Inspiring West Virginians
Series 2 – 2011 Series 1 - 2010
In our second series of profiles of West Virginians who have distinguished themselves in the sciences and in business, we hear from Mark Williams, the world’s leading proponent of solid oxide fuel cells; from Verna Gibson, the first woman CEO of a Fortune 500 company; from Dr Geoffrey Cousins, a pioneer of robotic heart surgery; and finally, John Ochsendorf a structural engineer who helped design the 2009 World Building of the Year. You can hear their stories in an hour-long program on Thursday, June 16, at 9 pm. Shorter versions of each story will be broadcast on West Virginia Morning beginning Monday, June 13, 2011.
Produced by Jean Snedegar. Senior Producer for WV Public Broadcasting – Suzanne Higgins. Executive producer – John Hingsbergen. Funded by The Myles Family Foundation – Inspiring West Virginians to soar.
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Mark Williams – “Mr Fuel Cell”
Randolph County native Mark Williams is a visionary engineer and scientist who was the first person to see the commercial potential of fuel cells to run everything from heart pacemakers to power plants. Every fuel cell in commercial production today can – in some way or other – be traced back to Mark Williams. Working with the Department of Energy and private companies, the 58-year-old conceptualized and patented some of the most efficient energy conversion systems ever conceived, and he has worked tirelessly to introduce fuel cell research and development programs across the United State and the world. He is also an adjunct professor at three universities, including West Virginia University. At the National Energy Technology Laboratory in Morgantown – the world center for solid oxide fuel cell research – Dr Williams is affectionately known as “Mr Fuel Cell”. Mark Williams grew up in the tiny Tygart Valley community of Mill Creek, the fifth of six sons.
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Verna Gibson – She Broke the Glass Ceiling
Verna LeMasters Gibson, a native of Elkview in Kanawha County, broke the ultimate corporate “glass ceiling” in 1985 when she became the first woman CEO to earn the top spot at a Fortune 500 company, The Limited Stores. She ran The Limited for six years and during that time it became the nation’s first billion dollar specialty retailing chain. Today, at 68, Gibson is a director of Chico’s FAS, a fashion retailing company, where twice in the last five years she has been brought in to turn failing divisions around (and she succeeded). She is also the Chairman of the Board of Governors at Marshall University, her alma mater. Verna and her husband Jim now live part-time in Huntington, where they both serve the university and students in various ways.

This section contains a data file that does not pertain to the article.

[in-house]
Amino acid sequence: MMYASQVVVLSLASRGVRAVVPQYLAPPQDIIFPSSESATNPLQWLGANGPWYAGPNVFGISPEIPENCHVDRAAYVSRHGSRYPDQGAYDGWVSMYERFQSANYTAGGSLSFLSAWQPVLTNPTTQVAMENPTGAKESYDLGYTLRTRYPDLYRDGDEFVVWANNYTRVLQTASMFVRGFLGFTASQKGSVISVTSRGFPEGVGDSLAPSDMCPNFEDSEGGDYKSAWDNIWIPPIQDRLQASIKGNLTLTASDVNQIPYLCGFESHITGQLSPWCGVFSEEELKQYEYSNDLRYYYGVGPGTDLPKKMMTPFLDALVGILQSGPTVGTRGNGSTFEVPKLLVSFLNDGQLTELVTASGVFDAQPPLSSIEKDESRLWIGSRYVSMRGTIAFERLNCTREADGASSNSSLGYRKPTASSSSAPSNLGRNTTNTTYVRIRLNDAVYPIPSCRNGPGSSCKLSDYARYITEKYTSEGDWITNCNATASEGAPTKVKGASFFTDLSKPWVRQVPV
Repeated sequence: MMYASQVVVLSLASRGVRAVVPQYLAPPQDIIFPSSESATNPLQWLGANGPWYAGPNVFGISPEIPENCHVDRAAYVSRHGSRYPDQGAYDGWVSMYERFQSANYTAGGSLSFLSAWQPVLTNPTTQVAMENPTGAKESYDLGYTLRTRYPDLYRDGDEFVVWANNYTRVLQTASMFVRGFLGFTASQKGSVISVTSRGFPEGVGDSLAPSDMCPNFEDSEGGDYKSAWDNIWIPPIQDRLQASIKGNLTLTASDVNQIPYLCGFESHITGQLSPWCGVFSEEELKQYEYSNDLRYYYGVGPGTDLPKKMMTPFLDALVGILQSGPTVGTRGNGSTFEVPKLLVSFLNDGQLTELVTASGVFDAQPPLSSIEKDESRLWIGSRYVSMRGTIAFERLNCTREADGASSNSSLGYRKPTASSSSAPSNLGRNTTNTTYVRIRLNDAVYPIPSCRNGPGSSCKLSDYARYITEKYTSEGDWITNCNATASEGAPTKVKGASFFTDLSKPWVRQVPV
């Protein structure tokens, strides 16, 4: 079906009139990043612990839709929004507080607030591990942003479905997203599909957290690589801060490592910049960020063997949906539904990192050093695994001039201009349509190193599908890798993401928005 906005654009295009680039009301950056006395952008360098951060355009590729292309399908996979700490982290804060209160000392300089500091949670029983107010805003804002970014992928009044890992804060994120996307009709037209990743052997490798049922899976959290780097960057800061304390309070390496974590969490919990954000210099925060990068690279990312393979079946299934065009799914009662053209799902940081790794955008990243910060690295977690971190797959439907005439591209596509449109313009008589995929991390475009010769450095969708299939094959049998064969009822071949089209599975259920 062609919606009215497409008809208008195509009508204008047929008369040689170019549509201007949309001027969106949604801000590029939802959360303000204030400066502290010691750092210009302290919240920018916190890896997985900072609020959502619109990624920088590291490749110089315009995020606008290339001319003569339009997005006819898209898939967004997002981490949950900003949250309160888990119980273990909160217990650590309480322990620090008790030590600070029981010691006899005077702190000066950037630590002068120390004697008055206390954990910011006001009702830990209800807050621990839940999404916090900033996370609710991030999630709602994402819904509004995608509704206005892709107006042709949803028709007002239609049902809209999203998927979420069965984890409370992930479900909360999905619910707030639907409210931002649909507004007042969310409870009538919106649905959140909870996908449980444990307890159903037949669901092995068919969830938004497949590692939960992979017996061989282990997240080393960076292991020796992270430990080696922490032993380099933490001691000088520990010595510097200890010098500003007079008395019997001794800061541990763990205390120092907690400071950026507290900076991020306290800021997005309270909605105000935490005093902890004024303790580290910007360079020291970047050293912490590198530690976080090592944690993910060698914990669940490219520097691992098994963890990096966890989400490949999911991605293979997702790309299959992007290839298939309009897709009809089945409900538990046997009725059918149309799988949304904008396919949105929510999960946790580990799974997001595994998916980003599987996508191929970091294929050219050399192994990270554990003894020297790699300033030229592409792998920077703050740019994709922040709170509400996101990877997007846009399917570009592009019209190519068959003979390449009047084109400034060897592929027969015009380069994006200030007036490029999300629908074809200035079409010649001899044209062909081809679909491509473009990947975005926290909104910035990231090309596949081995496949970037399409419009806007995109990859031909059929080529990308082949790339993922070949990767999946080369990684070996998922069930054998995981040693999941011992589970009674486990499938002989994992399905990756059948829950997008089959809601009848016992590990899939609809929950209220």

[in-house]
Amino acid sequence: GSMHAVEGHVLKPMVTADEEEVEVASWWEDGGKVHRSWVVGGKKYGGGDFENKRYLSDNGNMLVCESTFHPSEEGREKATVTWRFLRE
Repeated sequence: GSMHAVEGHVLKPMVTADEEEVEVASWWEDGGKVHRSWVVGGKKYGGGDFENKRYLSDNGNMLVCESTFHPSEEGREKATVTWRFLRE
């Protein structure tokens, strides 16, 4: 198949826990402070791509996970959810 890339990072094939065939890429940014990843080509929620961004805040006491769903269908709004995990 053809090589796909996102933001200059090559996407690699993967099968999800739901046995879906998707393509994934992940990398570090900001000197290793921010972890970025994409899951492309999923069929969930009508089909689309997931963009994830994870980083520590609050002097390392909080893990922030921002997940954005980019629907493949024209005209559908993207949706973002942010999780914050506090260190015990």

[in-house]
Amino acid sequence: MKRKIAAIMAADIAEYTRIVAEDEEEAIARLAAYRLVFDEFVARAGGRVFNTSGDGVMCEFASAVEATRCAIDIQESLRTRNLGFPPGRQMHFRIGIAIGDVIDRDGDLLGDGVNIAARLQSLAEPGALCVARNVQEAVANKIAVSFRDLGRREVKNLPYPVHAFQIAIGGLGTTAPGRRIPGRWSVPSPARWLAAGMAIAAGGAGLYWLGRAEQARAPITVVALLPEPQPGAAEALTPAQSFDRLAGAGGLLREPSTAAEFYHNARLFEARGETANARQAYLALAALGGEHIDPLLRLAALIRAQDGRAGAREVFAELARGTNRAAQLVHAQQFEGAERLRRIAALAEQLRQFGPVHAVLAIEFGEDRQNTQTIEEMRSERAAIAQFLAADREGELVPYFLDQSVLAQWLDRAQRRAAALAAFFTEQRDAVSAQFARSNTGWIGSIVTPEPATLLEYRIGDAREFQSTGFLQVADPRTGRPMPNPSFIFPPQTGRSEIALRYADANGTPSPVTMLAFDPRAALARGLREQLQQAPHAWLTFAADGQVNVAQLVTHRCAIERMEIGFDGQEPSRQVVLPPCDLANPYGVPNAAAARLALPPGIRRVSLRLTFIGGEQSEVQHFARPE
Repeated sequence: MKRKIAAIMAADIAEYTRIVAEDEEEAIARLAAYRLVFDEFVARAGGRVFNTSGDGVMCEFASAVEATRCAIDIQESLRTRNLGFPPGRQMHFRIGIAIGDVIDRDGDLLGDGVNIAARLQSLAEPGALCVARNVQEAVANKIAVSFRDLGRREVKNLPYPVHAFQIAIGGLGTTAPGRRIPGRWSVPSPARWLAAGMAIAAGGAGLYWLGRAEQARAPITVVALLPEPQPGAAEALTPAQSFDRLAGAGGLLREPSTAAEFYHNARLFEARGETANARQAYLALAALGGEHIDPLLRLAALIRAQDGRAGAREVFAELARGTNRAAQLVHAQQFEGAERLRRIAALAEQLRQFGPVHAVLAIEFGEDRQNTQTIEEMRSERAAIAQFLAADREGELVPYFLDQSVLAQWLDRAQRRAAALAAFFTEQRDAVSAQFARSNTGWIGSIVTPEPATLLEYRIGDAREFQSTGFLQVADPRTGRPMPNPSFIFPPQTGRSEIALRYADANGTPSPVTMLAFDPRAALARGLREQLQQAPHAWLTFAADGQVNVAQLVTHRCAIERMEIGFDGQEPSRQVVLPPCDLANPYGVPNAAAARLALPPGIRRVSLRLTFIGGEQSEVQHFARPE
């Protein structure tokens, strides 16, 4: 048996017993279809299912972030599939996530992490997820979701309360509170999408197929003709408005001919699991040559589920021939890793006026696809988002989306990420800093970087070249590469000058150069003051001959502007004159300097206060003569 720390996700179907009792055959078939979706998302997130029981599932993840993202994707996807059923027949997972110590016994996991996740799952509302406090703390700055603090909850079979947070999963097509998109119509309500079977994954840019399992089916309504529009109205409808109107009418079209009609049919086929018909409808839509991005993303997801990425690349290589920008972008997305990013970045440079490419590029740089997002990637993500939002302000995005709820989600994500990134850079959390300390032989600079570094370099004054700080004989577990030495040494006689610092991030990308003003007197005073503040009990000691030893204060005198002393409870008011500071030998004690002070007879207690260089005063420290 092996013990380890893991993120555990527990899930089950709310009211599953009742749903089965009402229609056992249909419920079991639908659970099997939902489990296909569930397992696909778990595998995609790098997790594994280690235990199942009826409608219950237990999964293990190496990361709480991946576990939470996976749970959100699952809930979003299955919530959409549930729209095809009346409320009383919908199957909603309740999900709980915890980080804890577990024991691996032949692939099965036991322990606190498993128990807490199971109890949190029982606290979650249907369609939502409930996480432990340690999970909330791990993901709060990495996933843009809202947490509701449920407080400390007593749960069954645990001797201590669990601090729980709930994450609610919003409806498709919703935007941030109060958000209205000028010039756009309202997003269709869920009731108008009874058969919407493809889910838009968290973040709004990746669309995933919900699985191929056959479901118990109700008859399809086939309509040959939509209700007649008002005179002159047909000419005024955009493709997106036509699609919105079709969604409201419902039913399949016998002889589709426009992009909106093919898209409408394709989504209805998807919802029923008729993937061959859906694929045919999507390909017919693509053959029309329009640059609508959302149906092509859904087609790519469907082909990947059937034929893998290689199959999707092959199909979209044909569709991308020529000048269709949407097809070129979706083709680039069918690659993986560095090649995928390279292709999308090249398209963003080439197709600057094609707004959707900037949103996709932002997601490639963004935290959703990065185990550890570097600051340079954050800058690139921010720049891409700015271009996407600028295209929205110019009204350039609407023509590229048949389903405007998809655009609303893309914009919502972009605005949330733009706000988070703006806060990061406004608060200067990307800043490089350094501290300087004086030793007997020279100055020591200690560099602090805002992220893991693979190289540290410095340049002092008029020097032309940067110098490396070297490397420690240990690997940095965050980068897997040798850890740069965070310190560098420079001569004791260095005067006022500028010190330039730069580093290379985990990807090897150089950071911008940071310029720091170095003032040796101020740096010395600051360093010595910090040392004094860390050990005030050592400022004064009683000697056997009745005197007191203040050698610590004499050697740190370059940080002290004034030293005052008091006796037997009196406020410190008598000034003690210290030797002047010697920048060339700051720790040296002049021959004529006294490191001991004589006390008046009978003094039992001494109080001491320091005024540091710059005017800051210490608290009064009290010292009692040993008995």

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Geoffrey Cousins – Heart Pioneer
Dr Geoffrey Cousins, 42, is one of West Virginia’s most innovative heart surgeons and a pioneer of robotic-assisted heart surgery in the United States. He lives with his wife and four children in Charleston and practices cardio-thoracic surgery at the Charleston Area Medical Center. The youngest of 11 children of a McDowell County coal miner, Cousins grew up in a close-knit African-American community. Due to his father’s on-going health problems, he traveled with his parents to hospitals and doctors’ offices across southern West Virginia, seeking help that didn’t materialize. At a young age Cousins decided that one day he would help others in a way that his father was not helped. After his father’s retirement, the family moved to Detroit, but Geoffrey Cousins never forgot his dream. After finishing his education and medical training, he returned to his beloved West Virginia to provide cutting-edge heart surgery to the state’s residents, especially those who are underserved.
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John Ochsendorf – The Accidental Professor
Elkins-native John Ochsendorf, 36, is a professor of structural engineering and architecture at the Massachusetts Institute of Technology in Cambridge, Massachusetts. At 26 – eight years after he graduated from Elkins High School – he became one of the youngest professors ever appointed at the world’s top technical university. Ochsendorf has uniquely combined his interests in engineering, archeology and architectural history to become the world’s leading authority on ancient building structures – masonry arches, domes and vaulted ceilings in Gothic cathedrals and rope suspension bridges in the former Inca Empire. Using some of these ancient building principles he has helped design a number of award-winning energy-efficient structures using local materials, including a museum in South Africa, which was named the “World Building of the Year” in 2009. John Ochsendorf is a 2008 MacArthur “Genius Grant” Fellow and a regular speaker at the National Youth Science Camp in Pocahontas County.
Listen to John's Story
Underwriting provided by the Myles Family Foundation